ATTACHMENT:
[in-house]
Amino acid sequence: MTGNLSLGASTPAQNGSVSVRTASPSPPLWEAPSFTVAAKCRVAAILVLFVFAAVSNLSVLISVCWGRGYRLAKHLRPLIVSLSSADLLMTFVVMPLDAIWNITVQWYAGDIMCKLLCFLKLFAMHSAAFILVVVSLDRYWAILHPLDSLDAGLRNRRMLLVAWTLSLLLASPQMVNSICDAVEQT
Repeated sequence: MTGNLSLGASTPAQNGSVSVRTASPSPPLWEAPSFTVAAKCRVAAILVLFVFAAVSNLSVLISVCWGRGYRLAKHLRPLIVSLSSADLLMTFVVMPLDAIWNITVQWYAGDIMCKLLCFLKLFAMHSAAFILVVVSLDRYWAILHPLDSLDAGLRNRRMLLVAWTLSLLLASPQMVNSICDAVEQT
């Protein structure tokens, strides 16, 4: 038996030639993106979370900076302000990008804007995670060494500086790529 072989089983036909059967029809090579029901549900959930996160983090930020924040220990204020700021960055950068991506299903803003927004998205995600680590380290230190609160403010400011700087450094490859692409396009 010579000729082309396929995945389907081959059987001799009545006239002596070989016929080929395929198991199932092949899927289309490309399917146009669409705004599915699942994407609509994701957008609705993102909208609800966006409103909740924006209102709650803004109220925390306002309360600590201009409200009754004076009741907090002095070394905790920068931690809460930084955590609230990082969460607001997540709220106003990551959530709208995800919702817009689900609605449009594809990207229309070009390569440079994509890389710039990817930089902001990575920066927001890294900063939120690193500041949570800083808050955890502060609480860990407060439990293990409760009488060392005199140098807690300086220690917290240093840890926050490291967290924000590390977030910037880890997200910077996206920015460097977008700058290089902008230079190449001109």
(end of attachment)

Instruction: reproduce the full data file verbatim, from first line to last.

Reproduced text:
[in-house]
Amino acid sequence: MTGNLSLGASTPAQNGSVSVRTASPSPPLWEAPSFTVAAKCRVAAILVLFVFAAVSNLSVLISVCWGRGYRLAKHLRPLIVSLSSADLLMTFVVMPLDAIWNITVQWYAGDIMCKLLCFLKLFAMHSAAFILVVVSLDRYWAILHPLDSLDAGLRNRRMLLVAWTLSLLLASPQMVNSICDAVEQT
Repeated sequence: MTGNLSLGASTPAQNGSVSVRTASPSPPLWEAPSFTVAAKCRVAAILVLFVFAAVSNLSVLISVCWGRGYRLAKHLRPLIVSLSSADLLMTFVVMPLDAIWNITVQWYAGDIMCKLLCFLKLFAMHSAAFILVVVSLDRYWAILHPLDSLDAGLRNRRMLLVAWTLSLLLASPQMVNSICDAVEQT
């Protein structure tokens, strides 16, 4: 038996030639993106979370900076302000990008804007995670060494500086790529 072989089983036909059967029809090579029901549900959930996160983090930020924040220990204020700021960055950068991506299903803003927004998205995600680590380290230190609160403010400011700087450094490859692409396009 010579000729082309396929995945389907081959059987001799009545006239002596070989016929080929395929198991199932092949899927289309490309399917146009669409705004599915699942994407609509994701957008609705993102909208609800966006409103909740924006209102709650803004109220925390306002309360600590201009409200009754004076009741907090002095070394905790920068931690809460930084955590609230990082969460607001997540709220106003990551959530709208995800919702817009689900609605449009594809990207229309070009390569440079994509890389710039990817930089902001990575920066927001890294900063939120690193500041949570800083808050955890502060609480860990407060439990293990409760009488060392005199140098807690300086220690917290240093840890926050490291967290924000590390977030910037880890997200910077996206920015460097977008700058290089902008230079190449001109």